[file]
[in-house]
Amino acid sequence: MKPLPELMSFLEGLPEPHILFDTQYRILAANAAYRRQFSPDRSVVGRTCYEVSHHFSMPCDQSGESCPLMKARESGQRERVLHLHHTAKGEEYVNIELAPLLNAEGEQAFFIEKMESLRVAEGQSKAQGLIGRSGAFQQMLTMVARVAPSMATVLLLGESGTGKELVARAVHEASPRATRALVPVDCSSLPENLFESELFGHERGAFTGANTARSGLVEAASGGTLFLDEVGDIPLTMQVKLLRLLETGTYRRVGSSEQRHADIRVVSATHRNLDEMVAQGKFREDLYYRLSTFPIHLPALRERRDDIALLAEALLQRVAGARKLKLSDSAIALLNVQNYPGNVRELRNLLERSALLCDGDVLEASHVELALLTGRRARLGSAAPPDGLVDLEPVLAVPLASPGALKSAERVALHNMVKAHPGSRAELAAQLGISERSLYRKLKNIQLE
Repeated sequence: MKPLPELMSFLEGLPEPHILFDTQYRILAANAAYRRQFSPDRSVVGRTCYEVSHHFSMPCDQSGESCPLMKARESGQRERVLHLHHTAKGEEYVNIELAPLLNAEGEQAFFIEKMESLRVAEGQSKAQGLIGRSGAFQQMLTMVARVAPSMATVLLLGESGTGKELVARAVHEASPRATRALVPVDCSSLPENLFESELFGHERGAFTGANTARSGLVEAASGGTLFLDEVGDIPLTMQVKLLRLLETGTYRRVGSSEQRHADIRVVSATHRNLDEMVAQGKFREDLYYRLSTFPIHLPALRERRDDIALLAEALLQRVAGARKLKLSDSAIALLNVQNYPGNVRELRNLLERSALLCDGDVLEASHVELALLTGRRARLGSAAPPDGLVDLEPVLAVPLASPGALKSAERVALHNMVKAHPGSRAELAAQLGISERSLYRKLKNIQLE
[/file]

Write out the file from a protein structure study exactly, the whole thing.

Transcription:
[in-house]
Amino acid sequence: MKPLPELMSFLEGLPEPHILFDTQYRILAANAAYRRQFSPDRSVVGRTCYEVSHHFSMPCDQSGESCPLMKARESGQRERVLHLHHTAKGEEYVNIELAPLLNAEGEQAFFIEKMESLRVAEGQSKAQGLIGRSGAFQQMLTMVARVAPSMATVLLLGESGTGKELVARAVHEASPRATRALVPVDCSSLPENLFESELFGHERGAFTGANTARSGLVEAASGGTLFLDEVGDIPLTMQVKLLRLLETGTYRRVGSSEQRHADIRVVSATHRNLDEMVAQGKFREDLYYRLSTFPIHLPALRERRDDIALLAEALLQRVAGARKLKLSDSAIALLNVQNYPGNVRELRNLLERSALLCDGDVLEASHVELALLTGRRARLGSAAPPDGLVDLEPVLAVPLASPGALKSAERVALHNMVKAHPGSRAELAAQLGISERSLYRKLKNIQLE
Repeated sequence: MKPLPELMSFLEGLPEPHILFDTQYRILAANAAYRRQFSPDRSVVGRTCYEVSHHFSMPCDQSGESCPLMKARESGQRERVLHLHHTAKGEEYVNIELAPLLNAEGEQAFFIEKMESLRVAEGQSKAQGLIGRSGAFQQMLTMVARVAPSMATVLLLGESGTGKELVARAVHEASPRATRALVPVDCSSLPENLFESELFGHERGAFTGANTARSGLVEAASGGTLFLDEVGDIPLTMQVKLLRLLETGTYRRVGSSEQRHADIRVVSATHRNLDEMVAQGKFREDLYYRLSTFPIHLPALRERRDDIALLAEALLQRVAGARKLKLSDSAIALLNVQNYPGNVRELRNLLERSALLCDGDVLEASHVELALLTGRRARLGSAAPPDGLVDLEPVLAVPLASPGALKSAERVALHNMVKAHPGSRAELAAQLGISERSLYRKLKNIQLE